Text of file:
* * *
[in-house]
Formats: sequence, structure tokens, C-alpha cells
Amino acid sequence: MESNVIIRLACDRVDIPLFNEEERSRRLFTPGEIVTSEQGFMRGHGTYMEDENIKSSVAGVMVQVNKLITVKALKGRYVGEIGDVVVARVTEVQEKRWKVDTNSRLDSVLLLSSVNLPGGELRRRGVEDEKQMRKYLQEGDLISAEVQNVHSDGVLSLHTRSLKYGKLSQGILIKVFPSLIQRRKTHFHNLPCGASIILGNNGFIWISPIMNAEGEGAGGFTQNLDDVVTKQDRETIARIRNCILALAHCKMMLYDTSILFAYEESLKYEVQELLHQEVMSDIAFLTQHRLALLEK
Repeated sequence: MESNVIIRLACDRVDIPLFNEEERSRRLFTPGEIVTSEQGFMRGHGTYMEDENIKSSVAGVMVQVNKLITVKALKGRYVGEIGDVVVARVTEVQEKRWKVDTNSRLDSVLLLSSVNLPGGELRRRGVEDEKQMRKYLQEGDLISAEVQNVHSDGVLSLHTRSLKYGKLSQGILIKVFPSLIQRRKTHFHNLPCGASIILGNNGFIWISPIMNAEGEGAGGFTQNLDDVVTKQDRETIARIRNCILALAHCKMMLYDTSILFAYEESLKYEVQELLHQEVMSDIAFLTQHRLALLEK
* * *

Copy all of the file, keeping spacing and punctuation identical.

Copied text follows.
[in-house]
Formats: sequence, structure tokens, C-alpha cells
Amino acid sequence: MESNVIIRLACDRVDIPLFNEEERSRRLFTPGEIVTSEQGFMRGHGTYMEDENIKSSVAGVMVQVNKLITVKALKGRYVGEIGDVVVARVTEVQEKRWKVDTNSRLDSVLLLSSVNLPGGELRRRGVEDEKQMRKYLQEGDLISAEVQNVHSDGVLSLHTRSLKYGKLSQGILIKVFPSLIQRRKTHFHNLPCGASIILGNNGFIWISPIMNAEGEGAGGFTQNLDDVVTKQDRETIARIRNCILALAHCKMMLYDTSILFAYEESLKYEVQELLHQEVMSDIAFLTQHRLALLEK
Repeated sequence: MESNVIIRLACDRVDIPLFNEEERSRRLFTPGEIVTSEQGFMRGHGTYMEDENIKSSVAGVMVQVNKLITVKALKGRYVGEIGDVVVARVTEVQEKRWKVDTNSRLDSVLLLSSVNLPGGELRRRGVEDEKQMRKYLQEGDLISAEVQNVHSDGVLSLHTRSLKYGKLSQGILIKVFPSLIQRRKTHFHNLPCGASIILGNNGFIWISPIMNAEGEGAGGFTQNLDDVVTKQDRETIARIRNCILALAHCKMMLYDTSILFAYEESLKYEVQELLHQEVMSDIAFLTQHRLALLEK